People who have been following my series of posts about Michael Mann know I’m trying to dumb things way down. Today, I’ve hit rock bottom. I don’t think I can dumb things down any further.
My last post in this series discussed the fact Mann et al had 22 proxies that extended back to 1400. It also mentioned three of these proxies were created via a process called principal component analysis (PCA).
Don’t worry. Your eyes don’t need to glaze over. Many people have spent a great deal of time arguing about PCA, but I’m not going to discuss it. In fact, I’m not going to discuss any math today. What I’m going to do is much simpler. I’m going to show you Mann’s 22 proxies. That’s all.
We’ve discussed how Michael Mann did testing which showed him two proxies were vital to his hockey stick. Can you tell which they are?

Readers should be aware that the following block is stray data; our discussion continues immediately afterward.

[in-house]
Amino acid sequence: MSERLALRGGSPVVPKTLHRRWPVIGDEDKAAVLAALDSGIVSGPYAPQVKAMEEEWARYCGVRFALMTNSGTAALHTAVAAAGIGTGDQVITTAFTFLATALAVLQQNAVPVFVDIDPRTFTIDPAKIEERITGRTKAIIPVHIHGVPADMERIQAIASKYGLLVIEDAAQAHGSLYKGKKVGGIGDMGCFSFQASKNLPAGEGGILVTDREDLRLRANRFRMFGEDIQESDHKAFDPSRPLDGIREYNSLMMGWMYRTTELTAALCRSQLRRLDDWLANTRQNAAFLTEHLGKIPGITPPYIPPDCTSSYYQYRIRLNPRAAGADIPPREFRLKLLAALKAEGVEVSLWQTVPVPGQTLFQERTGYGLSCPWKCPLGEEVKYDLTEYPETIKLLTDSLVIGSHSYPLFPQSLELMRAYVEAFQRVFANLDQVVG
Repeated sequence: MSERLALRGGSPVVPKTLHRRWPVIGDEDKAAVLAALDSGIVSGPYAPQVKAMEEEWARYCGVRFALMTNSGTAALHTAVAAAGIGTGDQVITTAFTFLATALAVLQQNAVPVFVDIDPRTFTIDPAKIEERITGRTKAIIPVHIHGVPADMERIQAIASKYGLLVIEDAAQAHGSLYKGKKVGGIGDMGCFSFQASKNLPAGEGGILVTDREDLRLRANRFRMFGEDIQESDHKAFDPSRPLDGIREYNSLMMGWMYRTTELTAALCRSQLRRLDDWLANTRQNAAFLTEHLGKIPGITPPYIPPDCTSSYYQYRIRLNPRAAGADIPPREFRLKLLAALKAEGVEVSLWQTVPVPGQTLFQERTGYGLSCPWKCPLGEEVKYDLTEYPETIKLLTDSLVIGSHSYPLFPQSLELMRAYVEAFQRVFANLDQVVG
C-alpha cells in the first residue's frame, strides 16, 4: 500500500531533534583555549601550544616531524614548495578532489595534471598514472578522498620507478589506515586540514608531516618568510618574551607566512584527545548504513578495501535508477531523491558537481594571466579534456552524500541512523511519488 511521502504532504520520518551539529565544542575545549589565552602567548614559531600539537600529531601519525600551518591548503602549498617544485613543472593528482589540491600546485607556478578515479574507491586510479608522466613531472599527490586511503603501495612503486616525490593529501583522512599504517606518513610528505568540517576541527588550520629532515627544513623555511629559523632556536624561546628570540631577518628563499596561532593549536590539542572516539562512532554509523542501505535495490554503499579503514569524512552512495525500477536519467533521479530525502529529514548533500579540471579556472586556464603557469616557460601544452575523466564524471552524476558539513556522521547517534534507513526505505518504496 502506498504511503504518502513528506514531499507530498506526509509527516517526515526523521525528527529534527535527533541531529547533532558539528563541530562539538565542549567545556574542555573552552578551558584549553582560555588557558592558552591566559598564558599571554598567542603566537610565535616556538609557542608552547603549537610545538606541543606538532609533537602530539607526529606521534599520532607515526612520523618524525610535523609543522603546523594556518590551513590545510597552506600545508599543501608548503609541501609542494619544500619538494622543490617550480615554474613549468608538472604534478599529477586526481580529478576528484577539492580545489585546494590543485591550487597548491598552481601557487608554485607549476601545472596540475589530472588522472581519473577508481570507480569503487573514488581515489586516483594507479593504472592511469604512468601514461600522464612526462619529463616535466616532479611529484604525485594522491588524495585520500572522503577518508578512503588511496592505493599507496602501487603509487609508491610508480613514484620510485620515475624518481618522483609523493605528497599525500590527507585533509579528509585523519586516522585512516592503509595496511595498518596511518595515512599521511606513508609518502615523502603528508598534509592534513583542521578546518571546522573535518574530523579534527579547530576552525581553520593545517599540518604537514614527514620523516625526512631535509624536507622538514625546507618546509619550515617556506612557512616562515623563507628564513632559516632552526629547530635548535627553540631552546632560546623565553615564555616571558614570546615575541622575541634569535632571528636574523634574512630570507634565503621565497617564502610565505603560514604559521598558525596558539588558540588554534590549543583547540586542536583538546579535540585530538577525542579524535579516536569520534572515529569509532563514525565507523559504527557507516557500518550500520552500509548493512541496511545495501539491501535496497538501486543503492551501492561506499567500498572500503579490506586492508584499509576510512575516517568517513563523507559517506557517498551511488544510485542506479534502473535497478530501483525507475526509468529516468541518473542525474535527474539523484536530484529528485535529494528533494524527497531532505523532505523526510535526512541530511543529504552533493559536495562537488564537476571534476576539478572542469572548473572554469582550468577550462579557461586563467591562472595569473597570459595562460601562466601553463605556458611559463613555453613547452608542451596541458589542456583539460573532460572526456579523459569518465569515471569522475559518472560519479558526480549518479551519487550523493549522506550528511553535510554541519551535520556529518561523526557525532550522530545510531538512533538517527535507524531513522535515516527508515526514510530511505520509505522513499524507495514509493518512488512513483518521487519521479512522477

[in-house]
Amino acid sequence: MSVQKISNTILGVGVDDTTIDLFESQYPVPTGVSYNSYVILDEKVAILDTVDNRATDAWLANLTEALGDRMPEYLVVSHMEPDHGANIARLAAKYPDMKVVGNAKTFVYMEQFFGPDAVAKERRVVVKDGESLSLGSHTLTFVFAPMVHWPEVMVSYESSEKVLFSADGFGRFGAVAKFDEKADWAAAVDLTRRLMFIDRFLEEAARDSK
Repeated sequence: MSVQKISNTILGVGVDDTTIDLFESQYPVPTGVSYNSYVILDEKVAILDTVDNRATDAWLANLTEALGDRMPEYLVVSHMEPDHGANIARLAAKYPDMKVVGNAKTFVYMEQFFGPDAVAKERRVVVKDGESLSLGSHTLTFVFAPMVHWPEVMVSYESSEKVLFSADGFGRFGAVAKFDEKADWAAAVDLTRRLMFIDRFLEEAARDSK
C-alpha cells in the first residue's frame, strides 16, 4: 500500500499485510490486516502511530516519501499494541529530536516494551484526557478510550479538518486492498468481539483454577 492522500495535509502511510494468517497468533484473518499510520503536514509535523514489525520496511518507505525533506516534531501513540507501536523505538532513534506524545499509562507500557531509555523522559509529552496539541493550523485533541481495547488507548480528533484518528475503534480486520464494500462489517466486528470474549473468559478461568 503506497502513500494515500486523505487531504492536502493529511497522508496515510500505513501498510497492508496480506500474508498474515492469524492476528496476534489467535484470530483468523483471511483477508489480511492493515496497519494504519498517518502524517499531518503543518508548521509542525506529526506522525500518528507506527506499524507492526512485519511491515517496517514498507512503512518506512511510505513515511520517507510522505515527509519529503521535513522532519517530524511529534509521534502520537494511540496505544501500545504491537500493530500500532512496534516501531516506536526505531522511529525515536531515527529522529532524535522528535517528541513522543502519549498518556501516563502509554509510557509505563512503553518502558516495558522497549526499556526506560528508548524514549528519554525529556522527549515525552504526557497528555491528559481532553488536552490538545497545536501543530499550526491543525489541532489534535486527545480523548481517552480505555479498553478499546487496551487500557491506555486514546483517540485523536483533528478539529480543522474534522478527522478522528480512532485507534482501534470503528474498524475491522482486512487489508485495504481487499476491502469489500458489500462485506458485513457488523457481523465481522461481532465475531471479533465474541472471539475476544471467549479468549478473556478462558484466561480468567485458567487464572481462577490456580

So statistical calculations scare you, you say? That’s okay. Math hurts your head? That’s fine. Phrases like principal component analysis make you fall asleep? No prob. Forget all of that.
Just look at those 22 graphs and realize, that’s Michael Mann’s hockey stick. Mix those images together, and you have a recipe for becoming a world famous climate scientist.
The truth is Michael Mann probably had no idea what he was doing when it came to the math of his paper. He was probably as frightened by the math as you are. That’s why this has never really been about the math. It’s always been about interpreting the results of the math.
Statistics are scary and math is confusing. Simple charts are neither.